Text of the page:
Tom Ptacek with sons Noah (right) and Luca with two of their four beehives. (Photo: Tom Oder)
Tom Ptacek takes the saying “like father like son” seriously.
Just as his father taught him and his brothers about beekeeping when he was growing up, he’s teaching his sons the same skills. He’s also teaching them something else his dad taught him — how to turn a hobby into a business.
Ptacek grew up in Marshfield, Wis., a little town in the middle of the state. His father kept the hives some miles away in a rural area, and the brothers sold their honey at grocery near their home. The business came to an abrupt end when bee rustlers made off with the hives.
A much brighter future seems to be in store for the business that Ptacek, a single dad who is a senior compliance manager at Georgia-Pacific, is helping his sons, Noah, 14, and Luca, 11, set up. Their four hives are behind their house in the intown Atlanta neighborhood of Sherwood Forest, which sits in the shadow of the city’s Midtown skyscrapers.
It would be no easy matter to maneuver the four hives with more than 100,000 honey bees out of the grove of fig trees where they are nestled, up a curving slate-step walk, around the house, past the neighbors and then speed off with their heist on Atlanta’s nearby and famous Peachtree Street.
The father-sons team is among the growing legion of America’s urban beekeepers. Bee rustlers are not the sort of thing city folks worry about. Ptacek has more important things on his mind. “I want to give Noah and Luca a chance to earn some money and learn how to run a business,” he said.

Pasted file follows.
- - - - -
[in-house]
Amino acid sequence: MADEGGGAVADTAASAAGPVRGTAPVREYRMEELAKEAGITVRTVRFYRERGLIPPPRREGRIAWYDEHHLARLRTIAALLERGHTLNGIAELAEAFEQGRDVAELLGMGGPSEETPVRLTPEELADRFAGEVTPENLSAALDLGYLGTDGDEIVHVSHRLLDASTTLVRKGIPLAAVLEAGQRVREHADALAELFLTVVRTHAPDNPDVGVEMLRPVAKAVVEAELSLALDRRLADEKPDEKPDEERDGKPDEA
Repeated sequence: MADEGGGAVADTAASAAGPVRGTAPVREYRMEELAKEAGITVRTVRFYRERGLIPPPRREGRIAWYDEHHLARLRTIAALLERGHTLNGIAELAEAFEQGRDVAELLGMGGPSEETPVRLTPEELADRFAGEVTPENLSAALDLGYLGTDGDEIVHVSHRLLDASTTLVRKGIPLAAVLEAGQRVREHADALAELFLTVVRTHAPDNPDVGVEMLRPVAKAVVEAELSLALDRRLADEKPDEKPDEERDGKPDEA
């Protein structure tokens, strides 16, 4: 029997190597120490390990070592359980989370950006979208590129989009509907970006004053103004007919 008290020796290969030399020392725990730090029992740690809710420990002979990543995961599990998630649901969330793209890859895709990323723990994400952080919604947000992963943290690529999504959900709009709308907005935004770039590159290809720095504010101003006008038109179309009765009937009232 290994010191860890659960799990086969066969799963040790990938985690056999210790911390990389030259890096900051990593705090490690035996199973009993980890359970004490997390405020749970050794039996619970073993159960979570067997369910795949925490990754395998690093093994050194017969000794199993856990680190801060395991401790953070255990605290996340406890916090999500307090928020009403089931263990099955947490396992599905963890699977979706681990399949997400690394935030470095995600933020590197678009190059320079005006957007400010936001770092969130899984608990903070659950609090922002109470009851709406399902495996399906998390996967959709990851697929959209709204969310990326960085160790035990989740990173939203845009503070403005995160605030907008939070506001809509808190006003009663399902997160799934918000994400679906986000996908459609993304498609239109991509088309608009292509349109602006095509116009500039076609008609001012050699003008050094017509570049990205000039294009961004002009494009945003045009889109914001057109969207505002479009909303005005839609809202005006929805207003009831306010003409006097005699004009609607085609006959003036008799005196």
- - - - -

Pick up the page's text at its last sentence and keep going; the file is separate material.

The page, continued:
They are learning quickly.
They named their venture Ptacek Brothers Honey, which just happens to be the same name their dad and his brothers called their business. With their dad taking the lead on heavy lifting and tasks the boys aren’t old enough to do yet, such as driving, he’s helping them develop the business into a venture that goes way past lemonade stand sales at the end of the driveway.
He is teaching them about managing supplies, bottling, labeling, pricing, competition, accounting, product lines, creating partnerships, distribution, business development, market penetration, time management, advertising and marketing. “These are skills that will benefit them the rest of their lives,” Ptacek said.